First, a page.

Nazri said the local bourse momentum was "a sustainable bull-run" as there was still ample of room for growth in the Malaysian equities market.

"There is room for more volume as compared to the regional peers," he said.

HwangDBS sees boom market conditions
KUALA LUMPUR, Nov 9 — Low interest rates in the US and Asia will drive money into equities, creating boom and possibly bubble-like conditions in the stock market, said HwangDBS Investment Management Bhd chief investment officer David Ng.
The investment manager acknowledged that there were still concerns about a double-dip recession, but he sees easy liquidity outweighing weak growth and said that conditions are “right for a boom market”.
“If the US economy grows 2 per cent, it is good enough,” he said in at a press conference today. “As long as there is slow growth and loose monetary policy, it can fuel a bubble. This is a long-term secular trend.”
He said strategists were beginning to be more bullish on Malaysia and noted that some have been talking about current conditions — such as low interest rates and a strong current account surplus — being similar to those leading up to the “super bullish” years of 1993 to 1995 when Malaysian shares were traded at up to 30 times price-earnings ratio.
“Money is like water and will flow to where interest rates and yields are higher,” said Ng. “You are losing your purchasing power by putting money in a bank. Our investment strategy is based on low interest rates. Money has to find a home.”
He said that as the market will be supported by ample liquidity, any pullback in shares is an opportunity for investors to pick up shares and earn more money.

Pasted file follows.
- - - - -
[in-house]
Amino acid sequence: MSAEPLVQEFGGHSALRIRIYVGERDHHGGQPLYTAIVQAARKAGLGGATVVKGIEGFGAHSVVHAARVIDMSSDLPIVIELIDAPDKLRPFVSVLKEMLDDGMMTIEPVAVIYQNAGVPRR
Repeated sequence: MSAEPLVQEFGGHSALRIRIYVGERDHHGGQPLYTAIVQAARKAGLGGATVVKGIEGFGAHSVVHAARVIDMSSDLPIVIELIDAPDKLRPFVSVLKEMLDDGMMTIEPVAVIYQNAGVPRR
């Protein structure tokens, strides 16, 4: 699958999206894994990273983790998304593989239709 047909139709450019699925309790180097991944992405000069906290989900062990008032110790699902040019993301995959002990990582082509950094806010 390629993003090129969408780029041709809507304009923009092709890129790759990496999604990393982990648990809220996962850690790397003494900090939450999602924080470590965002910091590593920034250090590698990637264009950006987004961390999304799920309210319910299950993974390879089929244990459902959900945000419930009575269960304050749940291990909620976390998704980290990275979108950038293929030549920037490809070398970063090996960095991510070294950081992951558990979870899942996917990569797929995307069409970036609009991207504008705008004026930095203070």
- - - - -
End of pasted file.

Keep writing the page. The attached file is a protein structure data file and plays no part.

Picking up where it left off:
He said that he still sees markets moving up next year after a “muted” 2010 and likes stocks that pay good dividends as they tend to be of better quality.
While acknowledging that Malaysia has tended to be perceived as a boring, defensive and marginalised market, he said that he has been seeing foreign inflow of funds for the past 23 consecutive weeks.
The HwangDBS forecast of a possible boom in equities comes a day after a US-based asset management firm told Malaysian reporters that the inflationary policies in the US would benefit emerging markets.
Stephen Dover, international chief investment officer of Franklin Templeton Investments, said a large consensus has emerged that QEII — the US$600 billion (RM1.8 trillion) worth of liquidity being introduced by the US Federal Reserve by June next year — is positive for emerging markets and a high portion of QEII will go to emerging markets.
Ng cautioned however that the days of high returns experienced in 2009 are over.
“2011 is about stock picking,” he said. “Investors should not be greedy. The big 50-60 per cent returns are behind us and returns will be more normalised.”
Risks to the stock market boom could come from runaway inflation triggering central banks to raise interest rates.
“Too much liquidity has a tendency of leading to inflation and if inflation becomes too much of a problem, they will raise interest rates,” he said.
While Dover said Asian finance ministers will have their hands full trying to prevent speculation and overheating of their markets due to a surge in liquidity from the US, Ng said that he saw little risk of capital controls being implemented.
“We should be smart enough to know that capital controls would make you undesirable,” he said.